By The Editors of

Man Bites DogMan bites dog
Roderick Lewis may be facing jail time, but he can take solace in the fact that his assault on a police dog fulfilled many a headline writer’s dream. When a West Haven, Conn., police officer tried to take the 23-year-old man into custody on Oct. 7, the drug suspect punched the cop in the face. That’s when the officer’s police dog bolted out of the nearby squad car and latched onto Lewis’ leg. Police say Lewis then responded in kind, biting the dog before quickly being subdued by the officer. With Lewis in police custody facing charges, including a charge of cruelty to animals, the officer and the dog received medical treatment. Young journalists are often taught that while “Dog Bites Man” isn’t news, “Man Bites Dog” is a front-page story.

Tax for being taxed
Apparently running out of things to tax in order to make up for a budget shortfall, officials in Livonia, Mich., are contemplating instituting a tax on all property taxes paid. The tax, called an administrative fee, would add a 1 percent charge to property owners’ tax bills. A spokesman with the Michigan Municipal League took umbrage with calling the charge a tax, noting that the fee is to pay for a service. Of course, few Livonia residents would call tax collection a service they cherish. Meanwhile Mayor Jack Kirksey, who supports the idea, preferred to look on the bright side, saying most Livonia residents will see lower property tax bills this year-but that’s only because the depressed Michigan economy has caused declining property values.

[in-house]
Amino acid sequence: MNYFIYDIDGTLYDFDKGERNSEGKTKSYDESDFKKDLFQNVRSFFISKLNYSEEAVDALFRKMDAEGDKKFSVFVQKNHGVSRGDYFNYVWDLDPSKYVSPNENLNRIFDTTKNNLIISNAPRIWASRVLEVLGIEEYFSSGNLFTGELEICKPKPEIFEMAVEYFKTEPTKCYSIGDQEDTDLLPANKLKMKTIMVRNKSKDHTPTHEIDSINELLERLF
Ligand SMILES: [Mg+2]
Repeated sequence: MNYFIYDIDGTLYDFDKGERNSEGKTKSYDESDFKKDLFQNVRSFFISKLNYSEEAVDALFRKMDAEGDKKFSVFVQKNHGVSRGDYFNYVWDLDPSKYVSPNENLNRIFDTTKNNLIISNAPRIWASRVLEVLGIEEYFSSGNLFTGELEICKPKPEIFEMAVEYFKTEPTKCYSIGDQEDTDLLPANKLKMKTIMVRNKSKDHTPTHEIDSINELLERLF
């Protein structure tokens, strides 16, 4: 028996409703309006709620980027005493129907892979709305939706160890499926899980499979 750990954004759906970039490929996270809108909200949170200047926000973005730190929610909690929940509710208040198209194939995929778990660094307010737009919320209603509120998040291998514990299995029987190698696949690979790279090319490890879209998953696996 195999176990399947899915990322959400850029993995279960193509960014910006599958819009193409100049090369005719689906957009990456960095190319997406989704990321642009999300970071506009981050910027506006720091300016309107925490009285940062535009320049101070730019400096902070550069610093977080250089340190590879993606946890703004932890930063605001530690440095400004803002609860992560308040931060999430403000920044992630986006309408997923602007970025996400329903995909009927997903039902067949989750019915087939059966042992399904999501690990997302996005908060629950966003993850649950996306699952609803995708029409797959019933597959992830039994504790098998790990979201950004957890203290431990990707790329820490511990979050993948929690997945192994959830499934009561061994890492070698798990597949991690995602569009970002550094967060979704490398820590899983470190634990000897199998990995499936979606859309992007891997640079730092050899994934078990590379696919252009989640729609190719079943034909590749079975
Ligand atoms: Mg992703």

Piano man
Xavier Ross picked the wrong place to fiddle around on a piano. The 19-year-old drew the attention of Grand Rapids, Mich., police on Sept. 17 when he played continuous loops of “Chopsticks” on a piano left outside the police station for an art fair. An officer was about to arrest Ross for disturbing the peace when another officer recognized him as the prime suspect in a recent home invasion. After checking a warrant, police picked up the teen, who now resides in the Kent County Jail.

Off the shelf
You won’t find it in a bargain bin, and you may have a hard time fitting it in your car. But for $100,000 you can purchase one of the 31 copies of Earth, Platinum edition, published by Millennium House. A copy of the 6-foot by 9-foot atlas was on display at the Frankfurt Book Fair in early October. Guinness World Records disputes the publisher’s claim that the atlas is the world’s largest book, reporting that a book measuring 13.71 feet by 12.36 feet and weighing 1.2 tons exists in Hungary. In a statement to NBC, Suzanne Gross of Millennium House stood by the publisher’s claim: “When is a book a book? If there is only one copy produced is it a ‘book’? . . . Anyone can grab two huge planks of wood, hinge them together and paste in some paper and call it a book.”